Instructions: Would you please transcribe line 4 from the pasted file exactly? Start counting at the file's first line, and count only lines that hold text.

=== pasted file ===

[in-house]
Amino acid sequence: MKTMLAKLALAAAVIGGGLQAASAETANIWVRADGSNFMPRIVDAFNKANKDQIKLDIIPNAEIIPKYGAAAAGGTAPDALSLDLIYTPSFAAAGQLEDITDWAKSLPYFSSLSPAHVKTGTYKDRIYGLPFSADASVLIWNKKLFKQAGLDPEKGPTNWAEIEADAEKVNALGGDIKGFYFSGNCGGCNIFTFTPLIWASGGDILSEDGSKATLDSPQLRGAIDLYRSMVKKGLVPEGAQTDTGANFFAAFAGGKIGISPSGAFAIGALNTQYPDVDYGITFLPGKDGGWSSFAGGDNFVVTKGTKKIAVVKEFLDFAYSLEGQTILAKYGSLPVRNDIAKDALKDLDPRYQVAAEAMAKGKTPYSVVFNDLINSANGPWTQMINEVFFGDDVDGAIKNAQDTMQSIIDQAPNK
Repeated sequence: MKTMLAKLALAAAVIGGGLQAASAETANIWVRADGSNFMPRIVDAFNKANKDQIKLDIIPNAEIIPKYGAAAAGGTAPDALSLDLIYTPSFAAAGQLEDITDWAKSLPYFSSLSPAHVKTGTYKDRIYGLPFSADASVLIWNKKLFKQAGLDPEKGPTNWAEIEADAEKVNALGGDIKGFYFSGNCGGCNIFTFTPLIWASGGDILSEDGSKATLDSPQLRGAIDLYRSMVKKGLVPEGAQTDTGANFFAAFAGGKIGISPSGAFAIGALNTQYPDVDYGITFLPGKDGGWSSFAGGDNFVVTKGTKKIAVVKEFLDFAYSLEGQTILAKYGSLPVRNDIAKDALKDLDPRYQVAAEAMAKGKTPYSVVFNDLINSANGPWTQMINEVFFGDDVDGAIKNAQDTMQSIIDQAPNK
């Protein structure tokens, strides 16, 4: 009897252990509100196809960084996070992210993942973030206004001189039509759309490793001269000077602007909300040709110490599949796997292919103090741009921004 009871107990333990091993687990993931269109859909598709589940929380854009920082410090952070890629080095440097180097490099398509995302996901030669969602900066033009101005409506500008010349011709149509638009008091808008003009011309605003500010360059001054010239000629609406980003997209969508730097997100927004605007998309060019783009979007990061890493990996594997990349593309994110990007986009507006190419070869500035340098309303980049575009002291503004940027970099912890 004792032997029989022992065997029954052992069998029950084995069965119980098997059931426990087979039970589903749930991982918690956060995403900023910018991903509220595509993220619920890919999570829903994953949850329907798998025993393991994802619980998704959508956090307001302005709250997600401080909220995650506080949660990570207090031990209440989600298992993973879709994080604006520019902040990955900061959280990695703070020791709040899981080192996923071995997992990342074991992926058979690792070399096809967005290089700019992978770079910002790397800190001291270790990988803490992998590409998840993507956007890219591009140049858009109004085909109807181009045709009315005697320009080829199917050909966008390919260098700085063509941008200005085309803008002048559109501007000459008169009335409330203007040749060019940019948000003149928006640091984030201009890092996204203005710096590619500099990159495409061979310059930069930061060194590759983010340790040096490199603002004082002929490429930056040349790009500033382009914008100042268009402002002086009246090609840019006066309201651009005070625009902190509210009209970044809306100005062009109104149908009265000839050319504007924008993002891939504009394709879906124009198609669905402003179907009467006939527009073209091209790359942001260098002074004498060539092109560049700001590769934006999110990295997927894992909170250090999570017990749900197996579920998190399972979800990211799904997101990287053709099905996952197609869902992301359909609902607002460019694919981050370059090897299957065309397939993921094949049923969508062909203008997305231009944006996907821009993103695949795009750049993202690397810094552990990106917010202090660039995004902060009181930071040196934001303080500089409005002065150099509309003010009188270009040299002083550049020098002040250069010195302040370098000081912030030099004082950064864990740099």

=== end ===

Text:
């Protein structure tokens, strides 16, 4: 009897252990509100196809960084996070992210993942973030206004001189039509759309490793001269000077602007909300040709110490599949796997292919103090741009921004 009871107990333990091993687990993931269109859909598709589940929380854009920082410090952070890629080095440097180097490099398509995302996901030669969602900066033009101005409506500008010349011709149509638009008091808008003009011309605003500010360059001054010239000629609406980003997209969508730097997100927004605007998309060019783009979007990061890493990996594997990349593309994110990007986009507006190419070869500035340098309303980049575009002291503004940027970099912890 004792032997029989022992065997029954052992069998029950084995069965119980098997059931426990087979039970589903749930991982918690956060995403900023910018991903509220595509993220619920890919999570829903994953949850329907798998025993393991994802619980998704959508956090307001302005709250997600401080909220995650506080949660990570207090031990209440989600298992993973879709994080604006520019902040990955900061959280990695703070020791709040899981080192996923071995997992990342074991992926058979690792070399096809967005290089700019992978770079910002790397800190001291270790990988803490992998590409998840993507956007890219591009140049858009109004085909109807181009045709009315005697320009080829199917050909966008390919260098700085063509941008200005085309803008002048559109501007000459008169009335409330203007040749060019940019948000003149928006640091984030201009890092996204203005710096590619500099990159495409061979310059930069930061060194590759983010340790040096490199603002004082002929490429930056040349790009500033382009914008100042268009402002002086009246090609840019006066309201651009005070625009902190509210009209970044809306100005062009109104149908009265000839050319504007924008993002891939504009394709879906124009198609669905402003179907009467006939527009073209091209790359942001260098002074004498060539092109560049700001590769934006999110990295997927894992909170250090999570017990749900197996579920998190399972979800990211799904997101990287053709099905996952197609869902992301359909609902607002460019694919981050370059090897299957065309397939993921094949049923969508062909203008997305231009944006996907821009993103695949795009750049993202690397810094552990990106917010202090660039995004902060009181930071040196934001303080500089409005002065150099509309003010009188270009040299002083550049020098002040250069010195302040370098000081912030030099004082950064864990740099």